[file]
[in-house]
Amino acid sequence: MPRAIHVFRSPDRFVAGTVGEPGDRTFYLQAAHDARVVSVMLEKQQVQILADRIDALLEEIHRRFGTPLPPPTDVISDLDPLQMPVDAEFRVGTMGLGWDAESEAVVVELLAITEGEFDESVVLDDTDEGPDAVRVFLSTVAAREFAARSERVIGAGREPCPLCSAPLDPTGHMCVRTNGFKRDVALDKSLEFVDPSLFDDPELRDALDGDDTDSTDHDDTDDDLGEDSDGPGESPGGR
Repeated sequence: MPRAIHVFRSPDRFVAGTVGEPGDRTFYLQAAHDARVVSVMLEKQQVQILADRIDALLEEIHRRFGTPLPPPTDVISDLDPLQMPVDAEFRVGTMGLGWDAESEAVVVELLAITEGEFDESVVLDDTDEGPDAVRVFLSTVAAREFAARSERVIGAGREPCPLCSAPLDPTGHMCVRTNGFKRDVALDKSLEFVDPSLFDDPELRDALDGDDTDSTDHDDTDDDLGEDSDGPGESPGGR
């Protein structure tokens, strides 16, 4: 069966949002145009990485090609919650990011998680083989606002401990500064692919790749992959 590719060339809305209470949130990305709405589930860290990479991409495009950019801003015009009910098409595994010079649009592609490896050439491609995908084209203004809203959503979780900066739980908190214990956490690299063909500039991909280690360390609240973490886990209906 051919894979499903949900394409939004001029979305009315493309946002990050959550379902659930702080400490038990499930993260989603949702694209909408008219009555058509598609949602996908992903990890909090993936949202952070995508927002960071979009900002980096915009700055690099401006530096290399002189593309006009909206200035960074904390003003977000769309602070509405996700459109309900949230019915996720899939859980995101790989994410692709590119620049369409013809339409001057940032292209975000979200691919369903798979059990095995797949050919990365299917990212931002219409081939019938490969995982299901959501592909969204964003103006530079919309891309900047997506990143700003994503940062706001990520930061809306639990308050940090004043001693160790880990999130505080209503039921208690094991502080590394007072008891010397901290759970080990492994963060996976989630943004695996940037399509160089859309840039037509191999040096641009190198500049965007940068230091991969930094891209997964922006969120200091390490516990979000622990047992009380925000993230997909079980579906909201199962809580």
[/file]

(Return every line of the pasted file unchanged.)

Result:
[in-house]
Amino acid sequence: MPRAIHVFRSPDRFVAGTVGEPGDRTFYLQAAHDARVVSVMLEKQQVQILADRIDALLEEIHRRFGTPLPPPTDVISDLDPLQMPVDAEFRVGTMGLGWDAESEAVVVELLAITEGEFDESVVLDDTDEGPDAVRVFLSTVAAREFAARSERVIGAGREPCPLCSAPLDPTGHMCVRTNGFKRDVALDKSLEFVDPSLFDDPELRDALDGDDTDSTDHDDTDDDLGEDSDGPGESPGGR
Repeated sequence: MPRAIHVFRSPDRFVAGTVGEPGDRTFYLQAAHDARVVSVMLEKQQVQILADRIDALLEEIHRRFGTPLPPPTDVISDLDPLQMPVDAEFRVGTMGLGWDAESEAVVVELLAITEGEFDESVVLDDTDEGPDAVRVFLSTVAAREFAARSERVIGAGREPCPLCSAPLDPTGHMCVRTNGFKRDVALDKSLEFVDPSLFDDPELRDALDGDDTDSTDHDDTDDDLGEDSDGPGESPGGR
């Protein structure tokens, strides 16, 4: 069966949002145009990485090609919650990011998680083989606002401990500064692919790749992959 590719060339809305209470949130990305709405589930860290990479991409495009950019801003015009009910098409595994010079649009592609490896050439491609995908084209203004809203959503979780900066739980908190214990956490690299063909500039991909280690360390609240973490886990209906 051919894979499903949900394409939004001029979305009315493309946002990050959550379902659930702080400490038990499930993260989603949702694209909408008219009555058509598609949602996908992903990890909090993936949202952070995508927002960071979009900002980096915009700055690099401006530096290399002189593309006009909206200035960074904390003003977000769309602070509405996700459109309900949230019915996720899939859980995101790989994410692709590119620049369409013809339409001057940032292209975000979200691919369903798979059990095995797949050919990365299917990212931002219409081939019938490969995982299901959501592909969204964003103006530079919309891309900047997506990143700003994503940062706001990520930061809306639990308050940090004043001693160790880990999130505080209503039921208690094991502080590394007072008891010397901290759970080990492994963060996976989630943004695996940037399509160089859309840039037509191999040096641009190198500049965007940068230091991969930094891209997964922006969120200091390490516990979000622990047992009380925000993230997909079980579906909201199962809580």